Jobs to do:
Cut back Brillantasia, Eranthemums, Senecio petasites, Poinsettias, Spiraea, Photinias, Banksian Rose and Eupatoriums after they have finished flowering. It is always wise to take cuttings of perennials in case you loose them or if you want more plants to put in. The cuttings can be put in a pot and put in a shady place and keep well watered. The Poinsettias will strike better if they are left a week to dry out a bit before you put the cutting into a pot of soil. Early morning is the best time to take cuttings. Cut a piece of stem about 50 mm below a good node and cut the top off, leaving a cutting about 30 cm long. Cut any leaves off the stem and place the node about 50mm below the level of the potting mix.
The Roses are starting to flower again, so fertilize them when rain is imminent. Pruning and deadheading will be beneficial as well as mulching. The bare rooted plants that arrived in July and that I put into pots are doing extremely well and some are flowering. I will leave theses in pots until the ground is nice and moist and then plant them out.
Collect seeds from Sweet peas and nasturtiums for next year’s crop. Store them in an envelope and mark with date and name. I also do this with vegetable seeds as I think it is better to re-seed tried and true vegetable strains than buy in ones you don’t know. When I collect seeds from Frangipani trees or vines which are large, I tie a paper bag around the stem so that they automatically disperse into the bag instead of the air and loosing them.
Nasturtiums are browning off with the heat, so rake all the long runners onto the garden beds and mulch over the top. Being from the pea family they do provide a good nitrogen source for the soil. They will come back again next year from this year’s seeds which you can leave or collect to sow them in a different place in autumn.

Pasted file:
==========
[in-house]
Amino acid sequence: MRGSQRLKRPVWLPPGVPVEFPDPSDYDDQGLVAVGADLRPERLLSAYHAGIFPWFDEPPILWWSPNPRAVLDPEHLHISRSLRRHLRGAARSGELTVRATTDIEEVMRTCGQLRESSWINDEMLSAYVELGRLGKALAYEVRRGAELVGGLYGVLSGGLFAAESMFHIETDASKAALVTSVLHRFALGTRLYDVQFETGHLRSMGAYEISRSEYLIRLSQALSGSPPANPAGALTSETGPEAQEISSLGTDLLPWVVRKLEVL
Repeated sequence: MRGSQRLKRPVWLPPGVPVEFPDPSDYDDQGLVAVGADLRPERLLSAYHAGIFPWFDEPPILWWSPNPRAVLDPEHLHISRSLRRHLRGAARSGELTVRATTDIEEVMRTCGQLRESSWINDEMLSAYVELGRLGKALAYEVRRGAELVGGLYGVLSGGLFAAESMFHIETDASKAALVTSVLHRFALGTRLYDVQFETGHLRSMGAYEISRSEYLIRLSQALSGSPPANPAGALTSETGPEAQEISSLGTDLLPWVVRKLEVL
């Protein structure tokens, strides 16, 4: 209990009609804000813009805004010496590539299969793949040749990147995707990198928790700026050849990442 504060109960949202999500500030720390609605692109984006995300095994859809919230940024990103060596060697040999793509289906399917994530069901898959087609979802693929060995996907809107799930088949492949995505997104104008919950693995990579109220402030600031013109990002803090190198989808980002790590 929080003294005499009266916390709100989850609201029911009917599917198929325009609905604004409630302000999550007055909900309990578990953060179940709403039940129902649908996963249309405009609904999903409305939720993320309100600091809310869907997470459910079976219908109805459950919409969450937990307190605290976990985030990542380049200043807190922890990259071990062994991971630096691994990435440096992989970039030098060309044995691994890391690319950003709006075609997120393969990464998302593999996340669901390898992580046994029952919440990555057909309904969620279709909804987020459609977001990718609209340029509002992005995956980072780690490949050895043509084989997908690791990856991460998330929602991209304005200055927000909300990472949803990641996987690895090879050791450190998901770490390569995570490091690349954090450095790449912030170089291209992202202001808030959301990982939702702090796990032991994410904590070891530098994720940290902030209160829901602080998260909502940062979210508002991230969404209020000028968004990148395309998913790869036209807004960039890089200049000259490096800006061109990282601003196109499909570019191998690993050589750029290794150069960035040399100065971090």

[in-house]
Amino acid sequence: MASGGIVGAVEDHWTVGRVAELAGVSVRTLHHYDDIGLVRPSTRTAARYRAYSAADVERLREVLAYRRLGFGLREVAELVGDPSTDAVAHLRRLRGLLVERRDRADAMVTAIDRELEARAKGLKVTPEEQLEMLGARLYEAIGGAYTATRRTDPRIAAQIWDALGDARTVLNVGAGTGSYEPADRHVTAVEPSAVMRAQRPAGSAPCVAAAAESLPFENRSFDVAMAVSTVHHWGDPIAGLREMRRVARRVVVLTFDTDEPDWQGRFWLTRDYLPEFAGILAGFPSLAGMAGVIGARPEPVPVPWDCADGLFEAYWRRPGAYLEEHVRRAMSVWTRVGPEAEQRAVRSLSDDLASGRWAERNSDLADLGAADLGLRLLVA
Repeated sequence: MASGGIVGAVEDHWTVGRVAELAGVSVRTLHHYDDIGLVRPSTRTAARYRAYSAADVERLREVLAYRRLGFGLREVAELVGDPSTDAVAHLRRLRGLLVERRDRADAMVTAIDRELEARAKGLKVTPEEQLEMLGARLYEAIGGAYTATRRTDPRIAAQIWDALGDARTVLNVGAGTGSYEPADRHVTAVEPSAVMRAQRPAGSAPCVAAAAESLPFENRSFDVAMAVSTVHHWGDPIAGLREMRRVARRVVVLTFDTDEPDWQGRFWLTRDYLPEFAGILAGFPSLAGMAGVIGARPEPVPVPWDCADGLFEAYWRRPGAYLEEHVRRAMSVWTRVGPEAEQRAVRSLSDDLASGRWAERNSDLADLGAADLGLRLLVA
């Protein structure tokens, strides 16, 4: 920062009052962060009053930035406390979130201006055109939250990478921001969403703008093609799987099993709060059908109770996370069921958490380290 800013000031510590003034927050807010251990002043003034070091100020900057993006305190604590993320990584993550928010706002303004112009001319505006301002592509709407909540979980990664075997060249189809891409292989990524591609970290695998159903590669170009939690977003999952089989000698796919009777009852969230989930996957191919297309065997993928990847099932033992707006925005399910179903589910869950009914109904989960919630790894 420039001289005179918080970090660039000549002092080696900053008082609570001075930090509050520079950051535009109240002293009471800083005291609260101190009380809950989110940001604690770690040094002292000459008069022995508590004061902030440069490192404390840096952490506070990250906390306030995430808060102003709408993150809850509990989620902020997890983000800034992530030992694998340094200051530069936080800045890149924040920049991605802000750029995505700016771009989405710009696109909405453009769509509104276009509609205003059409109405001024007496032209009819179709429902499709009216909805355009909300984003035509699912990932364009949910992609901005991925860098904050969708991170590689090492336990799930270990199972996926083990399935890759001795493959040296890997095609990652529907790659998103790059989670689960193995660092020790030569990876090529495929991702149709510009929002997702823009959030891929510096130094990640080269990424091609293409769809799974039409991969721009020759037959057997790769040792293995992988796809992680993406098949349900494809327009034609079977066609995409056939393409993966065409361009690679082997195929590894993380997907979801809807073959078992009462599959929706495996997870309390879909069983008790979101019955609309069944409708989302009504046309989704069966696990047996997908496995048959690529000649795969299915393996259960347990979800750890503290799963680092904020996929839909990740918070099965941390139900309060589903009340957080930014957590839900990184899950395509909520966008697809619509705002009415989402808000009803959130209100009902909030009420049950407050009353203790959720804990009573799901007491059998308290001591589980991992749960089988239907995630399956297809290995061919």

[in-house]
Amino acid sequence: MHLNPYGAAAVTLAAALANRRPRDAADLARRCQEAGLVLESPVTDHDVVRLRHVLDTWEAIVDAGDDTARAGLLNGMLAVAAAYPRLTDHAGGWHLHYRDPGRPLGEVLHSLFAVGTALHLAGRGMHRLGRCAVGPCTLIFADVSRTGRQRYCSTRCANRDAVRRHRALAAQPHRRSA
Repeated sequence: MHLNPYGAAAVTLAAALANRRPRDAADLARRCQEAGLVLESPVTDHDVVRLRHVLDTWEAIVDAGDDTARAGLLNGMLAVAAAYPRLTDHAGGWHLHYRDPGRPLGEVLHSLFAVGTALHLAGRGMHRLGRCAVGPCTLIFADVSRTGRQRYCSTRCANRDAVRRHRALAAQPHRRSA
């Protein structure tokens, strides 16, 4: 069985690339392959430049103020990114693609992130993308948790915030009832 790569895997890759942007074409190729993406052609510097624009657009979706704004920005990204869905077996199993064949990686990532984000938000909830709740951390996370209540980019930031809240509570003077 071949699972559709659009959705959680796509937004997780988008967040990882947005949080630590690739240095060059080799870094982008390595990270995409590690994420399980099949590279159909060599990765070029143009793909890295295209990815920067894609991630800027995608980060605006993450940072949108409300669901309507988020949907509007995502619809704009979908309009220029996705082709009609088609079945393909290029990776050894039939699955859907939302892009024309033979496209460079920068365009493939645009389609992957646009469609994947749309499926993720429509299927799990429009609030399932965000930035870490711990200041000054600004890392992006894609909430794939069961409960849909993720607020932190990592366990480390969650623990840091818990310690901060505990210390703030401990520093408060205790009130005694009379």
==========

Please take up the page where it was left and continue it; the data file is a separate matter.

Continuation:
Watering is essential in the vegetable garden in this hot and dry period. It is very rewarding to be able to pick a variety of herbs as well as silver beet, beans, lettuce and tomatoes.
Repot Cymbidiums, Cattleyas, Dendrobiums Vandas and Oncidiums if they have:
outgrown their pots, i.e. they are growing over the side of the existing pot
the medium has broken down
they have finished flowering.
A good sign that orchid media has broken down is if there are weeds in the pot or if you see a white mould in the base of the pot. Roots hanging over the side of the pot or basket is not a problem as the roots of orchids search for food and water
I only divide orchids up once they have filled the largest pot or basket I can find, until then, I keep re-potting them into the next size pot (Terracotta of course) or hanging basket. Once the plant gets too big for its pot I start looking around to incorporate it into the garden.
Always use orchid bark as it is the hardest bark and does not break down like ordinary bark. I always use the largest bark.
Keep a sharp eye out for the Dendrobium beetle. He loves the new leaves of the Dendobium speciosum as well as Cattleya and Vanda flowers. He is orange and will drop when he sees you, so hold your hand under him and then squash him. If you see a soft mushy mess in an eaten flower head it will be the larvae, which you will need to dispose of also.
IN THE GARDEN